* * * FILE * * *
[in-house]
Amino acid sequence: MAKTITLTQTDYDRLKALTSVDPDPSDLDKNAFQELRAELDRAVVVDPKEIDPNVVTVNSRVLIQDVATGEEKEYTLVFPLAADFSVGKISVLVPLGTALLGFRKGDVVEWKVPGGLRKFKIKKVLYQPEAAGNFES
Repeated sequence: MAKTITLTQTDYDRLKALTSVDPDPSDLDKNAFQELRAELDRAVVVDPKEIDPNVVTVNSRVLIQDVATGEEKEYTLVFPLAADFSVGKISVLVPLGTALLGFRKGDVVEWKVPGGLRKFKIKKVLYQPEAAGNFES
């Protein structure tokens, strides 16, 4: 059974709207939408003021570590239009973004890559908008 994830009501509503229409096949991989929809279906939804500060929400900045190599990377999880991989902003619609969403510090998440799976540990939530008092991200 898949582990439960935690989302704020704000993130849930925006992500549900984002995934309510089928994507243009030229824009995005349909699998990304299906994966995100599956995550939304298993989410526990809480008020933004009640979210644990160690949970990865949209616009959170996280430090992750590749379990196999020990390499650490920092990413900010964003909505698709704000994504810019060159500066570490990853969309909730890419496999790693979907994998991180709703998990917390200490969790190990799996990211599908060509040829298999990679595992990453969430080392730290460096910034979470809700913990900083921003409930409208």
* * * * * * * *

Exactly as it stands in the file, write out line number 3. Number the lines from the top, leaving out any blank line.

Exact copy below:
Repeated sequence: MAKTITLTQTDYDRLKALTSVDPDPSDLDKNAFQELRAELDRAVVVDPKEIDPNVVTVNSRVLIQDVATGEEKEYTLVFPLAADFSVGKISVLVPLGTALLGFRKGDVVEWKVPGGLRKFKIKKVLYQPEAAGNFES